African American Court Records
Court records in county courthouses or federal district courthouses can contain genealogy. Such records include court docket books, court minute books, and court case files in the court clerk's office. Federal court records more than thirty years old are moved to the National Archives which serve that court's state.
State Government Records Petitions can be a source of genealogical information. Some blacks petitioned their state, asking for special help. (For example, a law was passed in the Republic of Texas in 1840, requiring all free blacks to leave by 1842. Some blacks petitioned the Republic, and were allowed to stay.)
The book (975 F23s): State Slavery Statutes: Guide to the Microfiche Collection. by Paul Finkelman. This book includes index by subjects, names and geographic locations. State slave statutes for the states of Alabama, Arkansas, Delaware, Florida, Georgia, Kentucky, Louisiana, Maryland, Mississippi, Missouri, North Carolina, Tennessee, Texas, and Virginia.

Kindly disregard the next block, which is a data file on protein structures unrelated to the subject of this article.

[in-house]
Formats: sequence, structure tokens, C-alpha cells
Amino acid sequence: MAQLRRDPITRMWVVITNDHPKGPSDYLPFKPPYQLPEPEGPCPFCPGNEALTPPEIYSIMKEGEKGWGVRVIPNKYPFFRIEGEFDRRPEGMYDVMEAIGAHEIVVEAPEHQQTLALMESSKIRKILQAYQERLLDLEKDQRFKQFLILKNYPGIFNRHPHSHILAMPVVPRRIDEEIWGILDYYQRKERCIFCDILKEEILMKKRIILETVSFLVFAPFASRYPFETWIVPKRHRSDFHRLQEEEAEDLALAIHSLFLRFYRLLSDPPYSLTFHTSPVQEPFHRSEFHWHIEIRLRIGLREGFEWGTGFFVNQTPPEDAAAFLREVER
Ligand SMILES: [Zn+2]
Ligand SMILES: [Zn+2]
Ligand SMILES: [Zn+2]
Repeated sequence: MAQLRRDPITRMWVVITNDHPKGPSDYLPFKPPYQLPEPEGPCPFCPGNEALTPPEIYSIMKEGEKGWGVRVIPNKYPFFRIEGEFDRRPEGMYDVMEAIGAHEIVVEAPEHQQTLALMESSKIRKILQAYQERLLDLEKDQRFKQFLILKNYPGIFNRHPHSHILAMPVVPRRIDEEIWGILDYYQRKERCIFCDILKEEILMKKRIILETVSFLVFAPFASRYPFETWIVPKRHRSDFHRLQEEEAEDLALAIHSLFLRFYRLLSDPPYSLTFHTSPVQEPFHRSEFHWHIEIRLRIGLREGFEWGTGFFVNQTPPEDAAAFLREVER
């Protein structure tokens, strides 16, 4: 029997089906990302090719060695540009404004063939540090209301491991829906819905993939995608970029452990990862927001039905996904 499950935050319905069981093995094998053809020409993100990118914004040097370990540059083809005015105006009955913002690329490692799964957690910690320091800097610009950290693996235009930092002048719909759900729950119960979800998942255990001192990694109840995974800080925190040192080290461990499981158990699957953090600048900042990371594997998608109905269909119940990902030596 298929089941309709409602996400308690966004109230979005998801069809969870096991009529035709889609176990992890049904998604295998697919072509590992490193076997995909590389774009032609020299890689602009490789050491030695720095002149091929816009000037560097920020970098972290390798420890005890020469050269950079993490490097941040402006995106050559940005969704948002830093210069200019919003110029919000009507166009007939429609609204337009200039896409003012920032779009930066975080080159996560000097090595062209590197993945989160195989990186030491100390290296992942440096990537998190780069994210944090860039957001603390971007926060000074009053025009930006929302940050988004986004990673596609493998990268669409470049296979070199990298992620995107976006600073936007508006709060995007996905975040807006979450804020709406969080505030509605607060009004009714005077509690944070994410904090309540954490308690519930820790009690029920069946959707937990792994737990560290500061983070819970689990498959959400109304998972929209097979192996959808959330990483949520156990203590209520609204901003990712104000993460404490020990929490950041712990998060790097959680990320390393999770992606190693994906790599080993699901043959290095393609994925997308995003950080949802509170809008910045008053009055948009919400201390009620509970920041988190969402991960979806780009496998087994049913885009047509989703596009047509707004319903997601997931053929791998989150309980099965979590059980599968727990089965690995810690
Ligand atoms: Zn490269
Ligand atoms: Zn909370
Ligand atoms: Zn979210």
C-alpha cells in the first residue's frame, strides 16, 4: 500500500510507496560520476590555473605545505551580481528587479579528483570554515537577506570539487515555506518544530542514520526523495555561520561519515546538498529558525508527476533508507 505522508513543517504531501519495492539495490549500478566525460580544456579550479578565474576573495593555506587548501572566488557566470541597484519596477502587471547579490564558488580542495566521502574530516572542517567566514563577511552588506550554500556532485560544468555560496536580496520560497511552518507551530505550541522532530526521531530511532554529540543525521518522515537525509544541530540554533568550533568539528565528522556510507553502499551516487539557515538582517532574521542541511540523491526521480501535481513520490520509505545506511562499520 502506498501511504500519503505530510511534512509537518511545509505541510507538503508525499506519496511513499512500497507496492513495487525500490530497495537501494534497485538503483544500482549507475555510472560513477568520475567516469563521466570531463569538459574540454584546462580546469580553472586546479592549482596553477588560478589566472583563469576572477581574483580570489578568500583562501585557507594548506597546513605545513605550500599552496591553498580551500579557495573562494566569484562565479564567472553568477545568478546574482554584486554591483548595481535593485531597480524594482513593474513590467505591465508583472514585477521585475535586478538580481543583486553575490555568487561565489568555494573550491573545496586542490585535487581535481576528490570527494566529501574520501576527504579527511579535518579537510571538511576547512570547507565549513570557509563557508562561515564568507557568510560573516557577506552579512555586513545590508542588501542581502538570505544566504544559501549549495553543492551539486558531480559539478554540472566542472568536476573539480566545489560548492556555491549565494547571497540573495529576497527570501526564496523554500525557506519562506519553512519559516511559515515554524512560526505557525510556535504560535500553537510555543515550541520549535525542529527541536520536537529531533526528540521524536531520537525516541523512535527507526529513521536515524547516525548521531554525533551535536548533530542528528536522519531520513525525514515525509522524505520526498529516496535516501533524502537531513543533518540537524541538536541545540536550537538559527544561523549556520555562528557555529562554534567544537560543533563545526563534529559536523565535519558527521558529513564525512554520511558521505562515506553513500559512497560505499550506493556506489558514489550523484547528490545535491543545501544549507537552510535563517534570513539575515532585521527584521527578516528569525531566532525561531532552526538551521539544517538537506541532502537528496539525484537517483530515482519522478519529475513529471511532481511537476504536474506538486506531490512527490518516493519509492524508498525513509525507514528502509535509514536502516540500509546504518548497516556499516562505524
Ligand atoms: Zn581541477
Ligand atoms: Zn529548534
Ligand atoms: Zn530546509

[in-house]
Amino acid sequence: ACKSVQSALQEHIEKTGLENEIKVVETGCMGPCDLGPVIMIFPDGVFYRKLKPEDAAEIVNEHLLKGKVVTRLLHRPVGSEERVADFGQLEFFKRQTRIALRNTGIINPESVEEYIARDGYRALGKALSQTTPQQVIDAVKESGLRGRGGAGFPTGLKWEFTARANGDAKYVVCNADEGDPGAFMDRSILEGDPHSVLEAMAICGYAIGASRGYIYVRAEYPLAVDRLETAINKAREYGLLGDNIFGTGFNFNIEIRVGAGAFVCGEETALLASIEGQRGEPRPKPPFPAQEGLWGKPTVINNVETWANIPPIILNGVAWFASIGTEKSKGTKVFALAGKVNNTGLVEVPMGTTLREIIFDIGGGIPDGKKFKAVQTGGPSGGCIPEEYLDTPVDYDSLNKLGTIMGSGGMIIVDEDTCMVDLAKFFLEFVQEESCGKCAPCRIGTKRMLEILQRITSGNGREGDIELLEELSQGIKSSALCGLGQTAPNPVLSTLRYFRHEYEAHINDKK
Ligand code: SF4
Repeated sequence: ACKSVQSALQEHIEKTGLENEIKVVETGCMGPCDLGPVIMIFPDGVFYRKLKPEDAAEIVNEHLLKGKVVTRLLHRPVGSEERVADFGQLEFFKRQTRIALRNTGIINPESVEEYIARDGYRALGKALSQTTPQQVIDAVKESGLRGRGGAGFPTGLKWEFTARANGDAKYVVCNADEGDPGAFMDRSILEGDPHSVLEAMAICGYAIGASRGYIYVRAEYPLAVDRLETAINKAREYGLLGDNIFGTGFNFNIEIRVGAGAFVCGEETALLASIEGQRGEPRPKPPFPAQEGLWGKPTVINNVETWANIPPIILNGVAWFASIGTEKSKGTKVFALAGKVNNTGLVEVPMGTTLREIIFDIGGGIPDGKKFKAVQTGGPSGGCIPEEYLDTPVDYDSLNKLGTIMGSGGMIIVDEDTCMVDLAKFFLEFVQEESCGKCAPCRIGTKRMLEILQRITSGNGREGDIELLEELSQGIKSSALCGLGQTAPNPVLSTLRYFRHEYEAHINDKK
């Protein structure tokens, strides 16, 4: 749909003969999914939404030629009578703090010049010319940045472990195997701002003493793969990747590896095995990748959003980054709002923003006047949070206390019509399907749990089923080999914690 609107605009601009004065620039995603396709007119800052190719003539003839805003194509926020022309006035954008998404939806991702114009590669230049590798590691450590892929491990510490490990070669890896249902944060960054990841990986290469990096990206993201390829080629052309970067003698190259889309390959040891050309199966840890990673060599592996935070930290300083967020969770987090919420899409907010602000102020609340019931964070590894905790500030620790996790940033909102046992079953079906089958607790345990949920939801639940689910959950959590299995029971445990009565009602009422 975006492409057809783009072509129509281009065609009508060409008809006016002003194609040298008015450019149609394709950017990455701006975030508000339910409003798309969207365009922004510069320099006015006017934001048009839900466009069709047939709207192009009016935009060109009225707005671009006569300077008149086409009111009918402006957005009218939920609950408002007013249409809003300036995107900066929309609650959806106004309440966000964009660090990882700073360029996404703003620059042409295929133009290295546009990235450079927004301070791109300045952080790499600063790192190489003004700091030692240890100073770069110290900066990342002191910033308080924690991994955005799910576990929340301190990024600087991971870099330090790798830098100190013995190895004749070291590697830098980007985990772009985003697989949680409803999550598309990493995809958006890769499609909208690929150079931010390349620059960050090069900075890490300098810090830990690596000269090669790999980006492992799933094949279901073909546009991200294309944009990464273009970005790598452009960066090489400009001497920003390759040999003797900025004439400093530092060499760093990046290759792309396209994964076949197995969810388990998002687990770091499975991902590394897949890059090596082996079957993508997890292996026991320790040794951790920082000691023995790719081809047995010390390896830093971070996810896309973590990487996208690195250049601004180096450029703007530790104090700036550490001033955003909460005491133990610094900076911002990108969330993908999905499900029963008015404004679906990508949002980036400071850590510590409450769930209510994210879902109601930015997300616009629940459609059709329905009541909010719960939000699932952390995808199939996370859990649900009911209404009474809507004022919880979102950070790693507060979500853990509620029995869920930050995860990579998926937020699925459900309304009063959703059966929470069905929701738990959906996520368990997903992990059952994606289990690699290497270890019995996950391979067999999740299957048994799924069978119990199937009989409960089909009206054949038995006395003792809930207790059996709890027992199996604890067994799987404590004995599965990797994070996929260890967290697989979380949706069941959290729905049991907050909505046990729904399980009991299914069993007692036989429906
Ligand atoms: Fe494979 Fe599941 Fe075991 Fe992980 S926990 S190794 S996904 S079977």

The Family History Library has the 354 microfiche collection of State Slavery Statutes, typescript original records created by the General Assembles of the states. The records are the acts of laws. Published by University Publications of America.
State Slavery Statutes
Prepared by Joan E. Healey
Civil Court Records from Other Parishes, 1700s-1900, will include successions, marriages, and conveyance (deed) records. The latter include sales of slaves as well as sales of land. Slaves sometimes sued their owners in county court for mistreatment.
Registers of Slaves or Free Negroes Before the Civil War
Some states required free blacks to have a certificate. Some state required slave registration. Such records can be found in some county courthouses, state libraries, archives, or historical societies.